Table 2. Results of multinomial logistic regression comparing species traits dispersed in livestock manure and by motor vehicles, where species dispersed by both vectors form the base group for comparison. A positive coefficient indicates a positive effect, and a negative coefficient a negative effect. A coefficient further from zero indicates a stronger effect. Significant traits are shown in bold.
 ManureMotor vehicles  
 CoefficientSECoefficientSEChi squarep
Seed bank persistence−9.6166.03−9.6666.034.930.084
Seed mass 0.07 0.05 0.1 0.05 7.61 0.02
Seed morphology    7.260.12
– appendaged−0.690.44−0.480.43  
– hooked0.261.441.781.15  
Seed number < –0.001 < 0.001 < 0.001 < 0.001 6.87 0.03
Seed release height−0.670.540.030.083.380.18
Seed terminal velocity0.

Structural connectivity

From a total of 30 950 valuable grasslands in southern Sweden, 12 276 (39.66%) were adjacent to the public road network. The mean Euclidean distance of first nearest neighbours for all grasslands were 414 ± 605 m, and 107 (3.4%) have a nearest neighbour closer than 100 m away. Considering only grasslands adjacent to the road network, the mean distances were 846 ± 1035 m (Euclidean) and 1777 ± 8415 m (along roads) to the nearest grassland. Results were highly skewed, and mean nearest neighbour distances were rather higher than the medians, which are displayed in Table 3.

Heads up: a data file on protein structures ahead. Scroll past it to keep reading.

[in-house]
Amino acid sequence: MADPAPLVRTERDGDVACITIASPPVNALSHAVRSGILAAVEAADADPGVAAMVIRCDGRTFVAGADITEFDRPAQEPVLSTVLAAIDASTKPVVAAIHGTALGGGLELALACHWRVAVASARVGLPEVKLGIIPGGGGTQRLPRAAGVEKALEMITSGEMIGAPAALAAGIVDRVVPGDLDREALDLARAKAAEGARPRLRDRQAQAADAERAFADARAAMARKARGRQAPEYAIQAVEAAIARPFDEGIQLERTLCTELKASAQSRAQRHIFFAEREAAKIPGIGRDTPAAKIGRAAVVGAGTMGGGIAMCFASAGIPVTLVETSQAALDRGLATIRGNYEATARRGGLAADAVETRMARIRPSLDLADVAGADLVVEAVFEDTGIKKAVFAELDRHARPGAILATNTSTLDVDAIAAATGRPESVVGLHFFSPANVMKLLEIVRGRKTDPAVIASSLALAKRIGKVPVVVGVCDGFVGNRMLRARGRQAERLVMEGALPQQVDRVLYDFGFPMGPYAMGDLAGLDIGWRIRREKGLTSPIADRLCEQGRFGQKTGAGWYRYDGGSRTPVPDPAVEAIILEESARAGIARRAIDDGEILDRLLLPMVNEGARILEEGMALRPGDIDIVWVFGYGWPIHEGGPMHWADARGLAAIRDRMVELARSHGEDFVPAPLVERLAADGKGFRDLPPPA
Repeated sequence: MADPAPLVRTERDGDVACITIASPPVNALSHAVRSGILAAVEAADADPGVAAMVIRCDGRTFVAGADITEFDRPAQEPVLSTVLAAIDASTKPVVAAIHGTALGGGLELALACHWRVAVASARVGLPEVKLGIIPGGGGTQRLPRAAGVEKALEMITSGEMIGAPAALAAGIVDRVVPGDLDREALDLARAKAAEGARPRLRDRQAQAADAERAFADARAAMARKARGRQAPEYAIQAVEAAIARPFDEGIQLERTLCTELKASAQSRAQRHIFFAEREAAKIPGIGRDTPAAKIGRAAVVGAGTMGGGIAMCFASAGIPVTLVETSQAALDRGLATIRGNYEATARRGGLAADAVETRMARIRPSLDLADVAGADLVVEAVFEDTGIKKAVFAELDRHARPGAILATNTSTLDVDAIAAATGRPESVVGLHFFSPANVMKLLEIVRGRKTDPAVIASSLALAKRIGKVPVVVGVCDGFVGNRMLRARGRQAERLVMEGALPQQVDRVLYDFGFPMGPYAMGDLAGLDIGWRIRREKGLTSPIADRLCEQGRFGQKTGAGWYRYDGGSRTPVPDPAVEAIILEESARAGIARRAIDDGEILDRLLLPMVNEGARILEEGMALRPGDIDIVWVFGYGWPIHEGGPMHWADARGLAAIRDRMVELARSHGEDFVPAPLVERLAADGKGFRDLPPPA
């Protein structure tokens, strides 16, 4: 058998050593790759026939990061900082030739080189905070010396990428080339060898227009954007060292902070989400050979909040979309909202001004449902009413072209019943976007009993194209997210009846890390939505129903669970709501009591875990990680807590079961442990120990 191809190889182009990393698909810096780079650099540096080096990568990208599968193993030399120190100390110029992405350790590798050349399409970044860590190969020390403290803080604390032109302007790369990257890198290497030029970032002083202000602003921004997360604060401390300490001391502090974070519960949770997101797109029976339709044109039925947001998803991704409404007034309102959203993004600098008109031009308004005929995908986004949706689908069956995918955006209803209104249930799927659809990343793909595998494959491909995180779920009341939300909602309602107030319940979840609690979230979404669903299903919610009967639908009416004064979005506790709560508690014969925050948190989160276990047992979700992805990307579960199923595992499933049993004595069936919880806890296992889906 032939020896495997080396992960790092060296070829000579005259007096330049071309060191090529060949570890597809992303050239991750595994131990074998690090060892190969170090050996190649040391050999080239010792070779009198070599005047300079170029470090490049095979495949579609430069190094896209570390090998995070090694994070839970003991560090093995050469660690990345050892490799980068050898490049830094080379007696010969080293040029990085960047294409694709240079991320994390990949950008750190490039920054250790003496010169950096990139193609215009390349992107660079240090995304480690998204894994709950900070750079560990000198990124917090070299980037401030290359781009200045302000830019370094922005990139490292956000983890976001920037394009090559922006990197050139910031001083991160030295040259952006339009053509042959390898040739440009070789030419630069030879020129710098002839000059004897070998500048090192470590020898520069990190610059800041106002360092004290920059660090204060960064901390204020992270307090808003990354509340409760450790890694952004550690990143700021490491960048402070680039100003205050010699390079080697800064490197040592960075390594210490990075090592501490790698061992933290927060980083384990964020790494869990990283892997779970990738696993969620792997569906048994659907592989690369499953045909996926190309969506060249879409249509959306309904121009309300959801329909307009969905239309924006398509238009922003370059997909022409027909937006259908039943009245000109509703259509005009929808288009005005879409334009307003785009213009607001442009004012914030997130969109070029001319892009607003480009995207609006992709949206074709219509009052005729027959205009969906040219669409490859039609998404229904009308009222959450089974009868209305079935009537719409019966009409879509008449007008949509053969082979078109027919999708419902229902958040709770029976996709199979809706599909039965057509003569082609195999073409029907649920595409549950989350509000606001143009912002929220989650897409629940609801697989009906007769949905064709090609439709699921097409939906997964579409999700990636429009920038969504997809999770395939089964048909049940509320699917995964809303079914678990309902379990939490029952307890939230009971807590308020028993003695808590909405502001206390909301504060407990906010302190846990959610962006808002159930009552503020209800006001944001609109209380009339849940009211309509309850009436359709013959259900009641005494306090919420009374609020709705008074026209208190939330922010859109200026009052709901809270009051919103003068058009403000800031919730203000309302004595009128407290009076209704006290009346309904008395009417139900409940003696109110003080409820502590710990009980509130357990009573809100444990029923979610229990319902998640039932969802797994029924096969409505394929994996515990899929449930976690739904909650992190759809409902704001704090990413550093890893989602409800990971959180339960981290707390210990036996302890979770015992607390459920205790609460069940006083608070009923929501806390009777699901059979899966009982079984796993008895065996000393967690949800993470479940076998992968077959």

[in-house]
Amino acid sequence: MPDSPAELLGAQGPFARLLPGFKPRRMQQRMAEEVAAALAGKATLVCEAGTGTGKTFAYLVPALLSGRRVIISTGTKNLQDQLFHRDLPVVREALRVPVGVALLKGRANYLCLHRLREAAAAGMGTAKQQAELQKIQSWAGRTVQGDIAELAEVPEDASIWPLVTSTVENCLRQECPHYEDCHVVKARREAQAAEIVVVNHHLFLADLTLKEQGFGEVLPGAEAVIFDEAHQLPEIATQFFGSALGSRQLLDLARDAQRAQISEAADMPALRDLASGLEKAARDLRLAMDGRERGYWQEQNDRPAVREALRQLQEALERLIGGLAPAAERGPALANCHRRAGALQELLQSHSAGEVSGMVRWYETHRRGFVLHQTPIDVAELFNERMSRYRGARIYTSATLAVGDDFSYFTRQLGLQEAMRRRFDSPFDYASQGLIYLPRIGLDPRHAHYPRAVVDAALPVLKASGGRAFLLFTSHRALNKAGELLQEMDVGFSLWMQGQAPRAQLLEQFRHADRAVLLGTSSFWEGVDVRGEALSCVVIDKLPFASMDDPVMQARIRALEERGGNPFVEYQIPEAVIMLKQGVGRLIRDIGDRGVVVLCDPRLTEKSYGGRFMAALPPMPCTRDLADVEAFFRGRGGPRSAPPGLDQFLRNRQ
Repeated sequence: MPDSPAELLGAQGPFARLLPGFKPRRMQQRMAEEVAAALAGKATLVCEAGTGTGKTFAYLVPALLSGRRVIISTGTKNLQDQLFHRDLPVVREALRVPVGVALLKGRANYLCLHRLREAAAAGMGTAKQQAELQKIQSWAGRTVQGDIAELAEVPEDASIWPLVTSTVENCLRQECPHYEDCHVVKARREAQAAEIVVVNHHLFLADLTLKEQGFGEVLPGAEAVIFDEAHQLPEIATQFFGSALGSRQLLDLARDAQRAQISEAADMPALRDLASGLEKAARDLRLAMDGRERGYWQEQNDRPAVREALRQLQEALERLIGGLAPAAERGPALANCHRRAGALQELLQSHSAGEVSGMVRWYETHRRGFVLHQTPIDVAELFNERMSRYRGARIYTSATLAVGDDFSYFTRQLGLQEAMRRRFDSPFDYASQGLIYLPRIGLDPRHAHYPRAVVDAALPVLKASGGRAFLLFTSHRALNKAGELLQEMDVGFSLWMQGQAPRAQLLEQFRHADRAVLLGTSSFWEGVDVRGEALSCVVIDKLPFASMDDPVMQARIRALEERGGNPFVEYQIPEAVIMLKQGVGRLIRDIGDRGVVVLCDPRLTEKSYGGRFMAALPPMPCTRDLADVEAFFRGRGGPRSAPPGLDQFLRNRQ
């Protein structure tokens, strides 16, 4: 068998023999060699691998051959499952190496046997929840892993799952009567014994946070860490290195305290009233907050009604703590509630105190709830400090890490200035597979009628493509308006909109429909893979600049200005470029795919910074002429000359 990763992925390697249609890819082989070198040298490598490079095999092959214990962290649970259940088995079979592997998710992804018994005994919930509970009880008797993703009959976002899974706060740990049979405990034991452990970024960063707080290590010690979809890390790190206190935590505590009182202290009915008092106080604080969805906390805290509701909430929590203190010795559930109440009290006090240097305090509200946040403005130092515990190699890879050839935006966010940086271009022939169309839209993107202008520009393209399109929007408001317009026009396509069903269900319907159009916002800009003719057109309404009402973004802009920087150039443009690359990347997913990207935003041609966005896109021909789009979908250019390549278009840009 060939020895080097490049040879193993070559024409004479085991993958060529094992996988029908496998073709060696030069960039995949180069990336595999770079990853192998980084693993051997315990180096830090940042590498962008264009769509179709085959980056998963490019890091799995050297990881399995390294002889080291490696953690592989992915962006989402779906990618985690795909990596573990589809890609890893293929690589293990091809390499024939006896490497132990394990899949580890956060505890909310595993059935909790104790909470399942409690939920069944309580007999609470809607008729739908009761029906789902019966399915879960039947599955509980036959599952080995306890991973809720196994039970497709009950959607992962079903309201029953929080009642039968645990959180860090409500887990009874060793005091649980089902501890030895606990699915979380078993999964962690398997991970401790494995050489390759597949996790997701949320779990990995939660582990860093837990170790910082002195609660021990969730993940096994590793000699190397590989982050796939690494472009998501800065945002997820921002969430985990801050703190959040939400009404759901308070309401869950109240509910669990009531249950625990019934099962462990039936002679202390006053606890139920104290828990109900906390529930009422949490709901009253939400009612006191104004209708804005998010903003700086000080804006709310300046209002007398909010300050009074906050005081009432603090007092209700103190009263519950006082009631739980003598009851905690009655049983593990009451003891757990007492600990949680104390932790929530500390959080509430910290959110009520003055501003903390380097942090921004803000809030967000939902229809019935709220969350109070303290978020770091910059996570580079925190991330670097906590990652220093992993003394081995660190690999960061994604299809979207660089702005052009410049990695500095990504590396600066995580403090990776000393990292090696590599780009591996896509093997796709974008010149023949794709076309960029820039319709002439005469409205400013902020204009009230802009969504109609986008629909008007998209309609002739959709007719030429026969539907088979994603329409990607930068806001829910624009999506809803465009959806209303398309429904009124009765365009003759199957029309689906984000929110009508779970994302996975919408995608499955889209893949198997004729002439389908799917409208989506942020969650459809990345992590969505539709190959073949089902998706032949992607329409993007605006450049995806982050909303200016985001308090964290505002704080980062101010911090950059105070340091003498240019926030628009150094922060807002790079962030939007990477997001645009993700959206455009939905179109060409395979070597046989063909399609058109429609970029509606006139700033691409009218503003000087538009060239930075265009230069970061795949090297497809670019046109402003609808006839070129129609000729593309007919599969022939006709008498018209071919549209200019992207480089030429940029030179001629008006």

Table 3. Distances between valuable grassland habitats in southern Sweden and their 1st, 5th and 10th nearest neighbours according to the measurement methods used. Network grasslands are those which are within 20 m of a public road.
 Nearest neighbour median (IQR) 
 Crow distance – all grasslands (n = 30 950)Crow distance – network grasslands (n = 12 276)Distance along roads – network grasslands (n = 12 059*)Time (median at 50 km h−1)
1183 m (62–512)473 m (127–1191)1189 m (540–2140)1′26″
51476 m (932–2261)2728 m (1850–3934)4856 m (3411–6772)5′50″
102501 m (1752–3507)4353 m (3231–5811)7507 m (5659–9880)9′01″